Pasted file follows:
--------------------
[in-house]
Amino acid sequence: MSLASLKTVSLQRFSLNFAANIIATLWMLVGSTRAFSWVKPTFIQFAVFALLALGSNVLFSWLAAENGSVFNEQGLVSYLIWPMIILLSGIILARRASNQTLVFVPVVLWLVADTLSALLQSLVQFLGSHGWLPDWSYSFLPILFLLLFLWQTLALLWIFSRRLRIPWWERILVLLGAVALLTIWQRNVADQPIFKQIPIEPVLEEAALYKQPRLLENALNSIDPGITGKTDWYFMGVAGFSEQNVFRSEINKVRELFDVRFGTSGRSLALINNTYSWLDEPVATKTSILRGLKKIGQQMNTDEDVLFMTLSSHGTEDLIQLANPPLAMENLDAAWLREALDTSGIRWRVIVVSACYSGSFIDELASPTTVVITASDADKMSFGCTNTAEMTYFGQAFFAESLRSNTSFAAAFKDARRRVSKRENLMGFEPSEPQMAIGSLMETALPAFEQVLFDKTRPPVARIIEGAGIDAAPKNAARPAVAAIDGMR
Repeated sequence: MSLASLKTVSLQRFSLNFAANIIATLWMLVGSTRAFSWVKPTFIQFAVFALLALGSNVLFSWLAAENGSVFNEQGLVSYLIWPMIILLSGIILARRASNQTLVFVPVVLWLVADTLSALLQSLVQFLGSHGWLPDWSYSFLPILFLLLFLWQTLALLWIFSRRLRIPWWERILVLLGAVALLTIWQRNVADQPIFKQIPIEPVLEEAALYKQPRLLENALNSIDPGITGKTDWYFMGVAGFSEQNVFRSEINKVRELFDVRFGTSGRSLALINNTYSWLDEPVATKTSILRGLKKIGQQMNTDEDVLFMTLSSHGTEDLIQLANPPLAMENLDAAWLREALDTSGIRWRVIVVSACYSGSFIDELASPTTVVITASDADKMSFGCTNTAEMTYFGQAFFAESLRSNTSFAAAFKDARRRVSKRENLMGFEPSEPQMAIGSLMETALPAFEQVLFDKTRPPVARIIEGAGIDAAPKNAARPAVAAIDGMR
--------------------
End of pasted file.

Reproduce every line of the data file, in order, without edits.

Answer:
[in-house]
Amino acid sequence: MSLASLKTVSLQRFSLNFAANIIATLWMLVGSTRAFSWVKPTFIQFAVFALLALGSNVLFSWLAAENGSVFNEQGLVSYLIWPMIILLSGIILARRASNQTLVFVPVVLWLVADTLSALLQSLVQFLGSHGWLPDWSYSFLPILFLLLFLWQTLALLWIFSRRLRIPWWERILVLLGAVALLTIWQRNVADQPIFKQIPIEPVLEEAALYKQPRLLENALNSIDPGITGKTDWYFMGVAGFSEQNVFRSEINKVRELFDVRFGTSGRSLALINNTYSWLDEPVATKTSILRGLKKIGQQMNTDEDVLFMTLSSHGTEDLIQLANPPLAMENLDAAWLREALDTSGIRWRVIVVSACYSGSFIDELASPTTVVITASDADKMSFGCTNTAEMTYFGQAFFAESLRSNTSFAAAFKDARRRVSKRENLMGFEPSEPQMAIGSLMETALPAFEQVLFDKTRPPVARIIEGAGIDAAPKNAARPAVAAIDGMR
Repeated sequence: MSLASLKTVSLQRFSLNFAANIIATLWMLVGSTRAFSWVKPTFIQFAVFALLALGSNVLFSWLAAENGSVFNEQGLVSYLIWPMIILLSGIILARRASNQTLVFVPVVLWLVADTLSALLQSLVQFLGSHGWLPDWSYSFLPILFLLLFLWQTLALLWIFSRRLRIPWWERILVLLGAVALLTIWQRNVADQPIFKQIPIEPVLEEAALYKQPRLLENALNSIDPGITGKTDWYFMGVAGFSEQNVFRSEINKVRELFDVRFGTSGRSLALINNTYSWLDEPVATKTSILRGLKKIGQQMNTDEDVLFMTLSSHGTEDLIQLANPPLAMENLDAAWLREALDTSGIRWRVIVVSACYSGSFIDELASPTTVVITASDADKMSFGCTNTAEMTYFGQAFFAESLRSNTSFAAAFKDARRRVSKRENLMGFEPSEPQMAIGSLMETALPAFEQVLFDKTRPPVARIIEGAGIDAAPKNAARPAVAAIDGMR